Working Hours for Benefits
If you are doing paid work for an employer or are self-employed but on a low income, you might still qualify for certain welfare benefits. Some benefit entitlement will depend on how many hours of paid work you do per week.
New claimants with a working income will be required to apply for universal credit. There are special rules around self-employment income for universal credit.
Which Benefits are affected by working hours?
Employment and Support Allowance
You normally can't do any work while claiming Employment and Support Allowance. However, you can do what's known as 'permitted work' and remain entitled to incapacity-based benefits such as Employment and Support Allowance.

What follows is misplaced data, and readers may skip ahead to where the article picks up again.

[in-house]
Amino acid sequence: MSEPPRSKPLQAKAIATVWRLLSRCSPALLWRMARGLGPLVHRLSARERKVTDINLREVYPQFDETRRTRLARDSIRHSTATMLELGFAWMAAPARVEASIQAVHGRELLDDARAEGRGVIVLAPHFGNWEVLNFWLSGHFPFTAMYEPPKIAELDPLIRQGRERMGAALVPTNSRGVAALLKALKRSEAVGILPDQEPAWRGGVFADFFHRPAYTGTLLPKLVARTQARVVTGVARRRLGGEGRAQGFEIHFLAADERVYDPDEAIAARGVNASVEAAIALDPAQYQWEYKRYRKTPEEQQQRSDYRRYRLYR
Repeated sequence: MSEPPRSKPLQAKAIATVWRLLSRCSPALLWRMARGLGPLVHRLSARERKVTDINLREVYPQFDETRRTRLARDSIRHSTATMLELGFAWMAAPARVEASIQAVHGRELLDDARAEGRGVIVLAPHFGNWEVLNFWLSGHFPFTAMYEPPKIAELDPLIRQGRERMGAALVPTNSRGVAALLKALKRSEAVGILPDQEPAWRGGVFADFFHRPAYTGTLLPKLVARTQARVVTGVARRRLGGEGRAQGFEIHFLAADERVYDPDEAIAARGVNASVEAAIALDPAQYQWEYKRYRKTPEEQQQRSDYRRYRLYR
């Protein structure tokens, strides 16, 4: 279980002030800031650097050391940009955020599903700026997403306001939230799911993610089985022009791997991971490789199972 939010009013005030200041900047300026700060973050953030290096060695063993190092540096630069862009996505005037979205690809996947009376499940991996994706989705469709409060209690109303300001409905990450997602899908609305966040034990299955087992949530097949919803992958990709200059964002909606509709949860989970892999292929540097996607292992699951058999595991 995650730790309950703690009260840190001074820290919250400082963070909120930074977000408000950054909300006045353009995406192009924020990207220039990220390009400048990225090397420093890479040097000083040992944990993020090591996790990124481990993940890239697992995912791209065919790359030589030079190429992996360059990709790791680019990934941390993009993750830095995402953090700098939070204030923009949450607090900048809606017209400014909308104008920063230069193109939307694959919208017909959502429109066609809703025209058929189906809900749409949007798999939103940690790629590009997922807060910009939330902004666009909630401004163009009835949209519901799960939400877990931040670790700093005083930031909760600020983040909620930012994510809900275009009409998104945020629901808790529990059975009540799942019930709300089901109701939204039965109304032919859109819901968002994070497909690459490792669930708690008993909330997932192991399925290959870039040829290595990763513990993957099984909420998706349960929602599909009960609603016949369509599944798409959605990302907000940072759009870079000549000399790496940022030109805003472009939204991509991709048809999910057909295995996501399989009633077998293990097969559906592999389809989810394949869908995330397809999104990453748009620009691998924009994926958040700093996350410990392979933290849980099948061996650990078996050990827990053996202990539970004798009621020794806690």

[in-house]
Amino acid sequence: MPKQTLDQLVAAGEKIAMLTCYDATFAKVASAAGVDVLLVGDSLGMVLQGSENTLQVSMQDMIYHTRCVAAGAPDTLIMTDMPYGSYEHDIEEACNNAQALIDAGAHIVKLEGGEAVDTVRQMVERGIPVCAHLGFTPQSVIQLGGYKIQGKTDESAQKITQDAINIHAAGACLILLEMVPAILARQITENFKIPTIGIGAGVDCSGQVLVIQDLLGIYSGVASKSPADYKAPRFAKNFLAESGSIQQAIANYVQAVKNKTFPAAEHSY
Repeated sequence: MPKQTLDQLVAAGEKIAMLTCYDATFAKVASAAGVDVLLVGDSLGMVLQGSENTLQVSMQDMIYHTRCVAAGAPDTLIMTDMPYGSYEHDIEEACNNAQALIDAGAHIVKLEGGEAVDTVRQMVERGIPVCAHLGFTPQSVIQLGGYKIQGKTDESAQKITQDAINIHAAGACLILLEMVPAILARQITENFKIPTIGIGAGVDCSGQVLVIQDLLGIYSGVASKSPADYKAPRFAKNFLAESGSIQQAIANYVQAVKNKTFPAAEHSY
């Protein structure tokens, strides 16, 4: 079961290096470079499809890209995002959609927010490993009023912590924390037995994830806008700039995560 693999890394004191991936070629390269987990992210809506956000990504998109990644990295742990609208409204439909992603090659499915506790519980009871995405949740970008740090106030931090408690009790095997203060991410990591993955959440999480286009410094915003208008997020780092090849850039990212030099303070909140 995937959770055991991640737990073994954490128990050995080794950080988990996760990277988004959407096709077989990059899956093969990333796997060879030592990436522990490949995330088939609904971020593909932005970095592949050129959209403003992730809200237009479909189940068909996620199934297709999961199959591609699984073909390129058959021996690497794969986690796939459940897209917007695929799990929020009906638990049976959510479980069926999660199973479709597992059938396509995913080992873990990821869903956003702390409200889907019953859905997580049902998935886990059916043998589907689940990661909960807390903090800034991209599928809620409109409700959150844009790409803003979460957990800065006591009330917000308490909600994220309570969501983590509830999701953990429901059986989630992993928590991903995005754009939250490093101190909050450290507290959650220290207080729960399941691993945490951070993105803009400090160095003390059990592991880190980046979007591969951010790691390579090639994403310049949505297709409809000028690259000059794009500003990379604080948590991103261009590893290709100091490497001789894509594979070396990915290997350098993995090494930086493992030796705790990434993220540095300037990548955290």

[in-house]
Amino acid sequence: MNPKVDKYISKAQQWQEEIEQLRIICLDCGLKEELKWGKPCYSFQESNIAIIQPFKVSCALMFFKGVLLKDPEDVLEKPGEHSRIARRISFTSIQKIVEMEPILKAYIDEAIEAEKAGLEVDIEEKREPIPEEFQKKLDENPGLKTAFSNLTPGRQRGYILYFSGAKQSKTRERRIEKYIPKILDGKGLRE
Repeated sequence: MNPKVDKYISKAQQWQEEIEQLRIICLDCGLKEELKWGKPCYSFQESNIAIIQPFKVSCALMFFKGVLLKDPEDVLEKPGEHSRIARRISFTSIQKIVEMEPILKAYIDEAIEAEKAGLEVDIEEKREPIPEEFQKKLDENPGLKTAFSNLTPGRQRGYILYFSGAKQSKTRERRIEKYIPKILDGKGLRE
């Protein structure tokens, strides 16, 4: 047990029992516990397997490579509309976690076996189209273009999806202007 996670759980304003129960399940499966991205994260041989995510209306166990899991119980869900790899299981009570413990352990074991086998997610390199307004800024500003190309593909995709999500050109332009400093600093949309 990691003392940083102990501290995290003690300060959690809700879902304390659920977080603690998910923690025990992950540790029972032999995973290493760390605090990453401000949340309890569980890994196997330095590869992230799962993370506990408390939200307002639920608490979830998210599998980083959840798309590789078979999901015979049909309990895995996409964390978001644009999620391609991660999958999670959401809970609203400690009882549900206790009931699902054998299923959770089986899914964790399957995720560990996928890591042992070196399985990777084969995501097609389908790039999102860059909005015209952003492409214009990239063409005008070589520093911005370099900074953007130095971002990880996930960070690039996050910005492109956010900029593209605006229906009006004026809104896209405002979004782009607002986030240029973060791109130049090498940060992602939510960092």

If you claim Income-related ESA your partner can work up to 24 hours doing any type of paid work but their earnings could affect the amount you are entitled to. However, your partner's work hours will not affect your entitlement to Contributory Employment Support Allowance, which is based on your national insurance contribution record.
Income Support or Jobseeker's Allowance
Working Tax Credit
Universal Credit is paid to people in or out of work, and you (or your partner) can work any number of hours and still qualify. However if your hours increase, your universal credit may reduce, and if your income reduces, your universal credit may increase. It is important to update your universal credit journal with any income changes. The income rules are slightly different for self-employed claimants - see Minimum Income Floor below.